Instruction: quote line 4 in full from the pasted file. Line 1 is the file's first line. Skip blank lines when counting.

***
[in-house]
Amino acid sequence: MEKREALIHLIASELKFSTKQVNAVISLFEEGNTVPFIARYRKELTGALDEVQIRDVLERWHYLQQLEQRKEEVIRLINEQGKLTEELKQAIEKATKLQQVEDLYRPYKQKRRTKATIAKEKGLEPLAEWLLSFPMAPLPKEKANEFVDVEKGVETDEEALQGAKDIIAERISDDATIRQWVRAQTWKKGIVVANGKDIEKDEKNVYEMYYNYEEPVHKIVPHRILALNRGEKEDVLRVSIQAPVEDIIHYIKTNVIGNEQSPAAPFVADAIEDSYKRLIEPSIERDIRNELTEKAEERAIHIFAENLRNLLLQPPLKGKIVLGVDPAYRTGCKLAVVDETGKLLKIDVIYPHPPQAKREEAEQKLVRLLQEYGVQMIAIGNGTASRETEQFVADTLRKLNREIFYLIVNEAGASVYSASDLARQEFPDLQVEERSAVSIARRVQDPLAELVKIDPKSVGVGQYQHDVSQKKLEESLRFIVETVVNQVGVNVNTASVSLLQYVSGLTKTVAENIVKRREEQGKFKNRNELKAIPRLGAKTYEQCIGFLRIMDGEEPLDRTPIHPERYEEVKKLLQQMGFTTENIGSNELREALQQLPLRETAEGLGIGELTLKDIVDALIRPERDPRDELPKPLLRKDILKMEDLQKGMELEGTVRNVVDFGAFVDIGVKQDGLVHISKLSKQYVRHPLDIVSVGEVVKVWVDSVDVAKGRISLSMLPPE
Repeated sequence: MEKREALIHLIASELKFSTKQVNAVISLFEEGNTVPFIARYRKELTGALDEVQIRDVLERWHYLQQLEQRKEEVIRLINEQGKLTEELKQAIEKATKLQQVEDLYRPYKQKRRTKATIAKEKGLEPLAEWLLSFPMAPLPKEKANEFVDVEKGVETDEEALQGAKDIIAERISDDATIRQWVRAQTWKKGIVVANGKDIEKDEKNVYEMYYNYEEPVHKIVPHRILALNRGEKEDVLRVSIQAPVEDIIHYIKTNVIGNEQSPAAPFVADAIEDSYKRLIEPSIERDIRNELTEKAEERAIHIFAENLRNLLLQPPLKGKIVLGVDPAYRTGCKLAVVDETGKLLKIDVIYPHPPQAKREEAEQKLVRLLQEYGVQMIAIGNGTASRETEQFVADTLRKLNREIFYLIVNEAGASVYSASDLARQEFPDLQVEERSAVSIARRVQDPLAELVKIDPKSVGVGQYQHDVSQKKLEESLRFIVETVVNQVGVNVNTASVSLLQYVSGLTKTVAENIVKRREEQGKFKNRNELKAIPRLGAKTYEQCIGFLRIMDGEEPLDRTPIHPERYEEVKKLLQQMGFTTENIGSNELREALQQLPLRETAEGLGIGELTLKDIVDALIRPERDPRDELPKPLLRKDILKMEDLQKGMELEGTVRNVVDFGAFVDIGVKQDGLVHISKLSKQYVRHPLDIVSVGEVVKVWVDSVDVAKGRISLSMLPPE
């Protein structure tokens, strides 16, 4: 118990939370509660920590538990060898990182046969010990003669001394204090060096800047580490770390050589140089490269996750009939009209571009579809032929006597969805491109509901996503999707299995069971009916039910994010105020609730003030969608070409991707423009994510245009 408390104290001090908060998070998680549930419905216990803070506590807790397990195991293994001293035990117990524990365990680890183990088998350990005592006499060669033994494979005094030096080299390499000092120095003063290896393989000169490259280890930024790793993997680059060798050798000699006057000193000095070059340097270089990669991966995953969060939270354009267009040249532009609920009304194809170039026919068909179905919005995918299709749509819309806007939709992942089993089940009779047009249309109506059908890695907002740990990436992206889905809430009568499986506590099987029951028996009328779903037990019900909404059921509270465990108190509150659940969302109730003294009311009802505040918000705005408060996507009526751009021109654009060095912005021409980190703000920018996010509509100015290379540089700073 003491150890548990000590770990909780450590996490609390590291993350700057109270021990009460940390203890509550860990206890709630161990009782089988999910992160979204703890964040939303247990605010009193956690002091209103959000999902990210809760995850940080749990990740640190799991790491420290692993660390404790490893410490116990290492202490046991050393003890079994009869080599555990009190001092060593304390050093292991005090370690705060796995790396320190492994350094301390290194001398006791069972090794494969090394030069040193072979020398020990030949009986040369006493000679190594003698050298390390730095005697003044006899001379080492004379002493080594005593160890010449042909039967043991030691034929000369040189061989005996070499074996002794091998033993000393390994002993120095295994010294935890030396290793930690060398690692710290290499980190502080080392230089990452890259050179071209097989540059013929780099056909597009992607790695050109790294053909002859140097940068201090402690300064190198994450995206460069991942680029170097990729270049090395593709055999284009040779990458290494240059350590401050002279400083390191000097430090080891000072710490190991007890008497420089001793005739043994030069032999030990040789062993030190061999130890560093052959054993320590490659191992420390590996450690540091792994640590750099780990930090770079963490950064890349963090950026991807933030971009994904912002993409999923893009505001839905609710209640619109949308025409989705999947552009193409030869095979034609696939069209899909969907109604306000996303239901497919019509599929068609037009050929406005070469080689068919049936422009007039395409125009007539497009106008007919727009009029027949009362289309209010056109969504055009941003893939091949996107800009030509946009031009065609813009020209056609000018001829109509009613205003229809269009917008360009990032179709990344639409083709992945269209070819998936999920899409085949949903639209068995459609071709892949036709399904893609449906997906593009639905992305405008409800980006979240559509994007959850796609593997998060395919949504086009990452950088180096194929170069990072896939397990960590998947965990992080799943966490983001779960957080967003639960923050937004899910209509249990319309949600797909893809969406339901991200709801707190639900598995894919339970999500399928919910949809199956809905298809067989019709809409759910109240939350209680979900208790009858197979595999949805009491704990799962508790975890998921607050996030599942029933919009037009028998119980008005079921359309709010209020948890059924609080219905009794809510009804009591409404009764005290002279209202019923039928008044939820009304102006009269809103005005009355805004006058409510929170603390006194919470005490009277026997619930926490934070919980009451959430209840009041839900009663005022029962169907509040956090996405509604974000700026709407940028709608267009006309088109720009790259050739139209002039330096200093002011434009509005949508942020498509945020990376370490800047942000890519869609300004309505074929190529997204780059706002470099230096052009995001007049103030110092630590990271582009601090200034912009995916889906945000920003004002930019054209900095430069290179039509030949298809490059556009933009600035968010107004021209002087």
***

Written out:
């Protein structure tokens, strides 16, 4: 118990939370509660920590538990060898990182046969010990003669001394204090060096800047580490770390050589140089490269996750009939009209571009579809032929006597969805491109509901996503999707299995069971009916039910994010105020609730003030969608070409991707423009994510245009 408390104290001090908060998070998680549930419905216990803070506590807790397990195991293994001293035990117990524990365990680890183990088998350990005592006499060669033994494979005094030096080299390499000092120095003063290896393989000169490259280890930024790793993997680059060798050798000699006057000193000095070059340097270089990669991966995953969060939270354009267009040249532009609920009304194809170039026919068909179905919005995918299709749509819309806007939709992942089993089940009779047009249309109506059908890695907002740990990436992206889905809430009568499986506590099987029951028996009328779903037990019900909404059921509270465990108190509150659940969302109730003294009311009802505040918000705005408060996507009526751009021109654009060095912005021409980190703000920018996010509509100015290379540089700073 003491150890548990000590770990909780450590996490609390590291993350700057109270021990009460940390203890509550860990206890709630161990009782089988999910992160979204703890964040939303247990605010009193956690002091209103959000999902990210809760995850940080749990990740640190799991790491420290692993660390404790490893410490116990290492202490046991050393003890079994009869080599555990009190001092060593304390050093292991005090370690705060796995790396320190492994350094301390290194001398006791069972090794494969090394030069040193072979020398020990030949009986040369006493000679190594003698050298390390730095005697003044006899001379080492004379002493080594005593160890010449042909039967043991030691034929000369040189061989005996070499074996002794091998033993000393390994002993120095295994010294935890030396290793930690060398690692710290290499980190502080080392230089990452890259050179071209097989540059013929780099056909597009992607790695050109790294053909002859140097940068201090402690300064190198994450995206460069991942680029170097990729270049090395593709055999284009040779990458290494240059350590401050002279400083390191000097430090080891000072710490190991007890008497420089001793005739043994030069032999030990040789062993030190061999130890560093052959054993320590490659191992420390590996450690540091792994640590750099780990930090770079963490950064890349963090950026991807933030971009994904912002993409999923893009505001839905609710209640619109949308025409989705999947552009193409030869095979034609696939069209899909969907109604306000996303239901497919019509599929068609037009050929406005070469080689068919049936422009007039395409125009007539497009106008007919727009009029027949009362289309209010056109969504055009941003893939091949996107800009030509946009031009065609813009020209056609000018001829109509009613205003229809269009917008360009990032179709990344639409083709992945269209070819998936999920899409085949949903639209068995459609071709892949036709399904893609449906997906593009639905992305405008409800980006979240559509994007959850796609593997998060395919949504086009990452950088180096194929170069990072896939397990960590998947965990992080799943966490983001779960957080967003639960923050937004899910209509249990319309949600797909893809969406339901991200709801707190639900598995894919339970999500399928919910949809199956809905298809067989019709809409759910109240939350209680979900208790009858197979595999949805009491704990799962508790975890998921607050996030599942029933919009037009028998119980008005079921359309709010209020948890059924609080219905009794809510009804009591409404009764005290002279209202019923039928008044939820009304102006009269809103005005009355805004006058409510929170603390006194919470005490009277026997619930926490934070919980009451959430209840009041839900009663005022029962169907509040956090996405509604974000700026709407940028709608267009006309088109720009790259050739139209002039330096200093002011434009509005949508942020498509945020990376370490800047942000890519869609300004309505074929190529997204780059706002470099230096052009995001007049103030110092630590990271582009601090200034912009995916889906945000920003004002930019054209900095430069290179039509030949298809490059556009933009600035968010107004021209002087």